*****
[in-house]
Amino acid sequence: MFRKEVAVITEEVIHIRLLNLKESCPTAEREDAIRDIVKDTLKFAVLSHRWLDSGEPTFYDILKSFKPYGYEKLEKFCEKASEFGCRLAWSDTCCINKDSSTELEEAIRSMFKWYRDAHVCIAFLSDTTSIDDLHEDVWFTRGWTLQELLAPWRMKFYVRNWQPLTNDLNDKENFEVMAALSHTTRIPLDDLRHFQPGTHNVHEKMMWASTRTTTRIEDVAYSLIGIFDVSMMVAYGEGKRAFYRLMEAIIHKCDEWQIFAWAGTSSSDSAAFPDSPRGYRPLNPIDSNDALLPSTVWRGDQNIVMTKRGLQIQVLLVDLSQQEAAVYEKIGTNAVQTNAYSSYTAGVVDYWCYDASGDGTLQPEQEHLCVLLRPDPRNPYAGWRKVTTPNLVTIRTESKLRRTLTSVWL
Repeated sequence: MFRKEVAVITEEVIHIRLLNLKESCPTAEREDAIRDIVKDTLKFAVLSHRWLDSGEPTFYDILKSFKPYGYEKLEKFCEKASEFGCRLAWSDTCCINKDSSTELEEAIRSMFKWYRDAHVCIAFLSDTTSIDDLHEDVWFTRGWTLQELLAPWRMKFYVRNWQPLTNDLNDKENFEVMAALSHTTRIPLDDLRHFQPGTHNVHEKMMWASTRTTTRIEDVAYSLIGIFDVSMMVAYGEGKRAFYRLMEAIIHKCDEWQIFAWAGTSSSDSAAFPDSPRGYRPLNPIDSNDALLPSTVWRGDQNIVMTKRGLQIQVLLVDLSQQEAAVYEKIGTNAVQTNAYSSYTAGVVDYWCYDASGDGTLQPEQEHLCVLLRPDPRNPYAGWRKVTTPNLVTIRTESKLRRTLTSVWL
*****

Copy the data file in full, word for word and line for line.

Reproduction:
[in-house]
Amino acid sequence: MFRKEVAVITEEVIHIRLLNLKESCPTAEREDAIRDIVKDTLKFAVLSHRWLDSGEPTFYDILKSFKPYGYEKLEKFCEKASEFGCRLAWSDTCCINKDSSTELEEAIRSMFKWYRDAHVCIAFLSDTTSIDDLHEDVWFTRGWTLQELLAPWRMKFYVRNWQPLTNDLNDKENFEVMAALSHTTRIPLDDLRHFQPGTHNVHEKMMWASTRTTTRIEDVAYSLIGIFDVSMMVAYGEGKRAFYRLMEAIIHKCDEWQIFAWAGTSSSDSAAFPDSPRGYRPLNPIDSNDALLPSTVWRGDQNIVMTKRGLQIQVLLVDLSQQEAAVYEKIGTNAVQTNAYSSYTAGVVDYWCYDASGDGTLQPEQEHLCVLLRPDPRNPYAGWRKVTTPNLVTIRTESKLRRTLTSVWL
Repeated sequence: MFRKEVAVITEEVIHIRLLNLKESCPTAEREDAIRDIVKDTLKFAVLSHRWLDSGEPTFYDILKSFKPYGYEKLEKFCEKASEFGCRLAWSDTCCINKDSSTELEEAIRSMFKWYRDAHVCIAFLSDTTSIDDLHEDVWFTRGWTLQELLAPWRMKFYVRNWQPLTNDLNDKENFEVMAALSHTTRIPLDDLRHFQPGTHNVHEKMMWASTRTTTRIEDVAYSLIGIFDVSMMVAYGEGKRAFYRLMEAIIHKCDEWQIFAWAGTSSSDSAAFPDSPRGYRPLNPIDSNDALLPSTVWRGDQNIVMTKRGLQIQVLLVDLSQQEAAVYEKIGTNAVQTNAYSSYTAGVVDYWCYDASGDGTLQPEQEHLCVLLRPDPRNPYAGWRKVTTPNLVTIRTESKLRRTLTSVWL